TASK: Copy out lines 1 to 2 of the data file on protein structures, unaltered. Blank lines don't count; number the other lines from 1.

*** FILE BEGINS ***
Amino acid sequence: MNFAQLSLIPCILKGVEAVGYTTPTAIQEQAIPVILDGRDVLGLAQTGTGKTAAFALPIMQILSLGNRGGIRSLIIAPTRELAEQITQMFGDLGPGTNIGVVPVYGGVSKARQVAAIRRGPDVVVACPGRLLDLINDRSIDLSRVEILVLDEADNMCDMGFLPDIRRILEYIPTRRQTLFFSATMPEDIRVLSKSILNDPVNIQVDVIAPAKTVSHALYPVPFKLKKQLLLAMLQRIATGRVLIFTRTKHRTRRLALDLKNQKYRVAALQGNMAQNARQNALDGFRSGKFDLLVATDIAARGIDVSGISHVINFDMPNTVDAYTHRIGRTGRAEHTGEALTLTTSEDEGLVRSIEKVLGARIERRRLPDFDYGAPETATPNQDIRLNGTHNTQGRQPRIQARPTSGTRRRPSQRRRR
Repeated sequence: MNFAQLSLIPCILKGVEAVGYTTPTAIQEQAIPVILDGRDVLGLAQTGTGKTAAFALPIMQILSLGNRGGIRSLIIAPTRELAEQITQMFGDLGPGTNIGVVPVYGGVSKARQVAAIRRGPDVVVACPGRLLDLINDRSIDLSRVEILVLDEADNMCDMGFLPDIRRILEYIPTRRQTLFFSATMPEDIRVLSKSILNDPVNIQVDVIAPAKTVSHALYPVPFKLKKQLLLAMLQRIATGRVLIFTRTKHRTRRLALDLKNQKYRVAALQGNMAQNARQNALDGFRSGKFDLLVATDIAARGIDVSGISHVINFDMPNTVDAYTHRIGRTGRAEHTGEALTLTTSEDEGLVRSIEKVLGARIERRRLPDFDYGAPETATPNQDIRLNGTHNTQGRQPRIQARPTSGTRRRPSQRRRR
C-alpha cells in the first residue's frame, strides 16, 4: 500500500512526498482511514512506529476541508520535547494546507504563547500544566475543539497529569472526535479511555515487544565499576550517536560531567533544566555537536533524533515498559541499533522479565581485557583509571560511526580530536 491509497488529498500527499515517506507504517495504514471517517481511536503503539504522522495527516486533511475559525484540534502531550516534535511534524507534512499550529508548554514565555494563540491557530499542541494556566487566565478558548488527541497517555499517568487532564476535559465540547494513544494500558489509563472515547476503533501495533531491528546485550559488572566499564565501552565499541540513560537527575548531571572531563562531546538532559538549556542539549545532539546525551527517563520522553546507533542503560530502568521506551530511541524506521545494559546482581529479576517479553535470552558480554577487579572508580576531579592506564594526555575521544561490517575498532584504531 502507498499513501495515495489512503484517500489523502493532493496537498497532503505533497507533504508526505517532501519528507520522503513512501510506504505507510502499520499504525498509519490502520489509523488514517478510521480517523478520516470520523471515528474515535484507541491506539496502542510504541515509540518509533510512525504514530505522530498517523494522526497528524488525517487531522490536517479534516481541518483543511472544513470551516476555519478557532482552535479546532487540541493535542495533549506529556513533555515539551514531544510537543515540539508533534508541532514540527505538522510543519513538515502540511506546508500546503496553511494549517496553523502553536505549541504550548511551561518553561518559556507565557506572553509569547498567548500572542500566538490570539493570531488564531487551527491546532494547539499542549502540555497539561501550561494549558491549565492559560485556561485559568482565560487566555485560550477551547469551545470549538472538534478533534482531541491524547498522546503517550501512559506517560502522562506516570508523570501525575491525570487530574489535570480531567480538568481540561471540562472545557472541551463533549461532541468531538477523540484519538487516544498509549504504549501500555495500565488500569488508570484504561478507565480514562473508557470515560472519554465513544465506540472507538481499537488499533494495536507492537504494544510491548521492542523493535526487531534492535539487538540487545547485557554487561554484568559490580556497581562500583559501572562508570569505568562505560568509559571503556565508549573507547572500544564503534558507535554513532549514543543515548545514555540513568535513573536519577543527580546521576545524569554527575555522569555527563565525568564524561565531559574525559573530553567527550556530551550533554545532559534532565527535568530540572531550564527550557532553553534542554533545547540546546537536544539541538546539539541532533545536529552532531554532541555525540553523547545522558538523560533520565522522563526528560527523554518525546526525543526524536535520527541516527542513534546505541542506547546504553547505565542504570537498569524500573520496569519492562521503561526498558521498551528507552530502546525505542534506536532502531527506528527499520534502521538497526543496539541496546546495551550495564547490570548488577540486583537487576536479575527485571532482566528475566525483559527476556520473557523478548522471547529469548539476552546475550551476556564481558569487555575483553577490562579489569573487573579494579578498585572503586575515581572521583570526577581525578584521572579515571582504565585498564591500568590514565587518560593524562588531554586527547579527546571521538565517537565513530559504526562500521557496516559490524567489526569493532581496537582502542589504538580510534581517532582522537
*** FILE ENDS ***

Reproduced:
Amino acid sequence: MNFAQLSLIPCILKGVEAVGYTTPTAIQEQAIPVILDGRDVLGLAQTGTGKTAAFALPIMQILSLGNRGGIRSLIIAPTRELAEQITQMFGDLGPGTNIGVVPVYGGVSKARQVAAIRRGPDVVVACPGRLLDLINDRSIDLSRVEILVLDEADNMCDMGFLPDIRRILEYIPTRRQTLFFSATMPEDIRVLSKSILNDPVNIQVDVIAPAKTVSHALYPVPFKLKKQLLLAMLQRIATGRVLIFTRTKHRTRRLALDLKNQKYRVAALQGNMAQNARQNALDGFRSGKFDLLVATDIAARGIDVSGISHVINFDMPNTVDAYTHRIGRTGRAEHTGEALTLTTSEDEGLVRSIEKVLGARIERRRLPDFDYGAPETATPNQDIRLNGTHNTQGRQPRIQARPTSGTRRRPSQRRRR
Repeated sequence: MNFAQLSLIPCILKGVEAVGYTTPTAIQEQAIPVILDGRDVLGLAQTGTGKTAAFALPIMQILSLGNRGGIRSLIIAPTRELAEQITQMFGDLGPGTNIGVVPVYGGVSKARQVAAIRRGPDVVVACPGRLLDLINDRSIDLSRVEILVLDEADNMCDMGFLPDIRRILEYIPTRRQTLFFSATMPEDIRVLSKSILNDPVNIQVDVIAPAKTVSHALYPVPFKLKKQLLLAMLQRIATGRVLIFTRTKHRTRRLALDLKNQKYRVAALQGNMAQNARQNALDGFRSGKFDLLVATDIAARGIDVSGISHVINFDMPNTVDAYTHRIGRTGRAEHTGEALTLTTSEDEGLVRSIEKVLGARIERRRLPDFDYGAPETATPNQDIRLNGTHNTQGRQPRIQARPTSGTRRRPSQRRRR